Photo credit: Wayne Reiche.

Stage 4 certainly lived up to the pre-event hype as 2018’s “Queen Stage”. Reflecting on our time in the cave today, it feels as if Stage 4’s route was not the deciding factor in it being designated as the hardest, but rather the accumulative fatigue of the previous three 100 km-plus stages that have ripped the legs off most riders.

Thinking back, I can’t seem to remember an Epic route that has featured four consecutive 100 km stages … especially four that were so heavily peppered with lekker trails. If this is true, then surviving these past few days is reason to celebrate in itself!

It seems that the infamous tummy bug has decided to make a few riders’ experience just a little tougher! So for those of you spending quality time on the throne, commiserations, I sincerely hope it’s not in a porter loo! As a precaution, it’s a great idea to take probiotics before, and during the event itself, in an effort to keep your tummy in tip-top shape.

Cape Epic 2010 … Loo Roll or Energy Bar. Photo credit: Sven Martin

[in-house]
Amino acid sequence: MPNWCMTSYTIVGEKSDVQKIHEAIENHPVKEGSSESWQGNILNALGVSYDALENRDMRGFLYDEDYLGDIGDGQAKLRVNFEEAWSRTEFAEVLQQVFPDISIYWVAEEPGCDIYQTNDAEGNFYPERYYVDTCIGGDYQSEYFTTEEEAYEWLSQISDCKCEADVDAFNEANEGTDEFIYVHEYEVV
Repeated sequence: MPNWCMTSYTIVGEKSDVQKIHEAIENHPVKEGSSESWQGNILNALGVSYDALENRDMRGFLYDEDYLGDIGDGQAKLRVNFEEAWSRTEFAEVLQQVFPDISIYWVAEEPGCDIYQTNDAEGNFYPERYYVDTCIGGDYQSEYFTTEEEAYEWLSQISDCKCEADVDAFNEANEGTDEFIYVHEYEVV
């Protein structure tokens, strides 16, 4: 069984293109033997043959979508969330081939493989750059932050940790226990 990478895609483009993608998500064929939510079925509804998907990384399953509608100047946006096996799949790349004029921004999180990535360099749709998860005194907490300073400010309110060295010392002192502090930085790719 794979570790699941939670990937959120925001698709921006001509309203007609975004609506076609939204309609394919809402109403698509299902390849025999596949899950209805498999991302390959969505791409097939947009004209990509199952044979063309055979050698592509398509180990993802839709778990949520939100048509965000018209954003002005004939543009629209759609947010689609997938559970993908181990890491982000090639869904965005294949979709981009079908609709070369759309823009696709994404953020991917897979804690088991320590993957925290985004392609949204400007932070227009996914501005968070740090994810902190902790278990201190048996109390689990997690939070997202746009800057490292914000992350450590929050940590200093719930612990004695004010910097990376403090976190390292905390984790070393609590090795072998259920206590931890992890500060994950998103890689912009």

Race ending germs are an unfortunate reality when our bodies are on the rivet. I have had the ****s before (in 2010 Epic with Erik Kleinhans) and I do not want to relive that nightmare of trying to finish such a gruelling event on half a slice of marmite toast for brekkie.

On a practical level, if you’re riding and reading this … be wary of what you put in your mouth at water tables. While the water point staff really do everything in their power to keep things clean, riders who are popping into the bushes also have to refuel … one just hopes they’re taking their gloves off when the spice goes down, and putting them back on when deciding whether to snack on baby potatoes or date balls!

On that note, here’s to keeping it pinned during the remaining three days, off the throne and on the throttle!